compute01:~$ sudo ovs-vsctl show ... Bridge br-int Port "int-br-eth2" Interface "int-br-eth2" Port "tapb4583624-e3" tag: 1 Interface "tapb4583624-e3" Port "tapc8572667-96" tag: 1 Interface "tapc8572667-96" Port "tap3b5caddf-ae" tag: 2 Interface "tap3b5caddf-ae" compute01:~$ sudo ovs-ofctl show br-int | grep addr ... 1(int-br-eth2): addr:d2:b6:e0:a8:b6:23 2(tapb4583624-e3): addr:fe:16:3e:f5:18:41 3(tapc8572667-96): addr:fe:16:3e:b1:93:c1 4(tap3b5caddf-ae): addr:fe:16:3e:17:7c:c1 compute01:~$ sudo ovs-ofctl dump-flows br-int ... cookie=0x0, duration=72586.295s, table=0, n_packets=667, n_bytes=97285, idle_age=7504, hard_age=65534, priority=3,in_port=1,dl_vlan=101 actions=mod_vlan_vid:1,NORMAL cookie=0x0, duration=2781.882s, table=0, n_packets=326, n_bytes=47890, idle_age=2733, priority=3,in_port=1,dl_vlan=102 actions=mod_vlan_vid:2,>,NORMAL cookie=0x0, duration=76210.237s, table=0, n_packets=34, n_bytes=2336, idle_age=2908, hard_age=65534, priority=2,in_port=1 actions=drop cookie=0x0, duration=76210.854s, table=0, n_packets=1372, n_bytes=136385, idle_age=2733, hard_age=65534, priority=1 actions=NORMAL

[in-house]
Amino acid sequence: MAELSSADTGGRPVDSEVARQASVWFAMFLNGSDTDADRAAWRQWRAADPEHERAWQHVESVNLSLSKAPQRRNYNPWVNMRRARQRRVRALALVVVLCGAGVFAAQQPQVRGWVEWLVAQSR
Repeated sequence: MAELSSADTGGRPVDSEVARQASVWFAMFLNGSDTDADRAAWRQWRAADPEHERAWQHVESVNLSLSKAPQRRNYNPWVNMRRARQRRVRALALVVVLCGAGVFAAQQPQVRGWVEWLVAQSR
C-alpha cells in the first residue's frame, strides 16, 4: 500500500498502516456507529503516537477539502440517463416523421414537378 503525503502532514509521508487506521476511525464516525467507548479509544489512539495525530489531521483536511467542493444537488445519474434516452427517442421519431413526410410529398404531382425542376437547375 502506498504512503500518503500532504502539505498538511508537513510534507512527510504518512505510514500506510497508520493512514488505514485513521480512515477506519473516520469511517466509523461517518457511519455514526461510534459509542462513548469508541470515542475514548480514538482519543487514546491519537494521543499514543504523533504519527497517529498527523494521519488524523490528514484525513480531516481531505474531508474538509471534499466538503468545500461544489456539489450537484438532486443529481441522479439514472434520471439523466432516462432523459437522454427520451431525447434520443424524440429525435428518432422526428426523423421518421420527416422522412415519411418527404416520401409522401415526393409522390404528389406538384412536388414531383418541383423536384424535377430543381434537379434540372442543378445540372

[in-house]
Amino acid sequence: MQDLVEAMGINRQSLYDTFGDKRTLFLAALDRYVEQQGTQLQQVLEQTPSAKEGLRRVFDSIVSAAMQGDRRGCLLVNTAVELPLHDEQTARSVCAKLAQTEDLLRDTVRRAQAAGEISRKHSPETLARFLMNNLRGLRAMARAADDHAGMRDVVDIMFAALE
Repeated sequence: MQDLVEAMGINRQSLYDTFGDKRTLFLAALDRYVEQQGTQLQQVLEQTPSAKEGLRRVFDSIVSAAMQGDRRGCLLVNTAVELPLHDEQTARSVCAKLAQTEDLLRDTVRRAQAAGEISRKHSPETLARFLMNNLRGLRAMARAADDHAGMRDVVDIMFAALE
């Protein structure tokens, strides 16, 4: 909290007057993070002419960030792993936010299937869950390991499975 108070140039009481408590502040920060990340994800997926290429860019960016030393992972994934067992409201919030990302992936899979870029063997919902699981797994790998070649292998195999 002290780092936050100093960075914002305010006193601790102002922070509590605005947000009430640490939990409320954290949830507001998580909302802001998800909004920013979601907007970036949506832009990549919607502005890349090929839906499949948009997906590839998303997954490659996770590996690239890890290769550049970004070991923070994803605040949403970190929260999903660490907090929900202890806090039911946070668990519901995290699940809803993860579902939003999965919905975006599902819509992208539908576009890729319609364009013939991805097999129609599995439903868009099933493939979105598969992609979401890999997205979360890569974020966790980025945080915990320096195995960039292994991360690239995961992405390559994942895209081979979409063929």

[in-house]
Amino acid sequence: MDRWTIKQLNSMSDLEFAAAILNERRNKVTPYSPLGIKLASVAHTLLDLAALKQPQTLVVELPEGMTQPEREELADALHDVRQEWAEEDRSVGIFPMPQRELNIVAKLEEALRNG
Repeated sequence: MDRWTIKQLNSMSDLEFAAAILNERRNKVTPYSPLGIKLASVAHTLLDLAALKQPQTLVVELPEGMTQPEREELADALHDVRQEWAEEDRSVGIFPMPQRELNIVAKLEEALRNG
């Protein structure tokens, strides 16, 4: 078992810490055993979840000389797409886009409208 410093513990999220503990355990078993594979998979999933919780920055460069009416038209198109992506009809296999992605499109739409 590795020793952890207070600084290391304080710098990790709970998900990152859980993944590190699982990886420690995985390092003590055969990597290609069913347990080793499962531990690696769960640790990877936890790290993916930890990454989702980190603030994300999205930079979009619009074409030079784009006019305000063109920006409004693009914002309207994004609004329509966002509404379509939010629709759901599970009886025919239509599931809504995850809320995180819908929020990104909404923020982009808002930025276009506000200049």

Meanwhile, the physical bridge (br-eth) translates internal (logical) VLANS into physical space pool (external VLANs) and egresses them to the network.
compute01: ~$ sudo ovs-vsctl show ... Bridge "br-eth2" Port "eth2" Interface "eth2" Port "phy-br-eth2" Interface "phy-br-eth2" compute01: ~$ sudo ovs-ofctl show br-eth2 | grep addr 1(phy-br-eth2): addr:aa:c4:98:e7:d5:ac 2(eth2): addr:00:0c:42:07:27:ad compute01: ~$ sudo ovs-ofctl dump-flows br-eth2 NXST_FLOW reply (xid=0x4): cookie=0x0, duration=4910.411s, table=0, n_packets=454, n_bytes=45179, idle_age=4861, priority=4,in_port=1,dl_vlan=2 actions=mod_vlan_vid:102,NORMAL cookie=0x0, duration=74714.808s, table=0, n_packets=918, n_bytes=91362, idle_age=10550, hard_age=65534, priority=4,in_port=1,dl_vlan=1 actions=mod_vlan_vid:101,NORMAL cookie=0x0, duration=78338.635s, table=0, n_packets=0, n_bytes=0, idle_age=65534, hard_age=65534, priority=2,in_port=1 actions=drop cookie=0x0, duration=78339.183s, table=0, n_packets=1027, n_bytes=147539, idle_age=4861, hard_age=65534, priority=1 actions=NORMAL
On network node we have very similar picture with br-eth and br-int. However interface configuration is a bit different.
network:~$ sudo ovs-vsctl show ... Bridge br-int Port "qr-e4c5ab67-c8" tag: 2 Interface "qr-e4c5ab67-c8" type: internal Port "tap2059eced-e9" tag: 2 Interface "tap2059eced-e9" type: internal Port "int-br-eth1" Interface "int-br-eth1" Port "tap9d14555d-a8" tag: 1 Interface "tap9d14555d-a8" type: internal Port "qr-52a0ab1a-31" tag: 1 Interface "qr-52a0ab1a-31" type: internal
One of them – tapXXX – is created by neutron-dhcp-agent. It attaches br-int to network namespace, which runs dnsmasq in order to provide subnet 10.5.5.0/24 with IP address assignment via DHCP.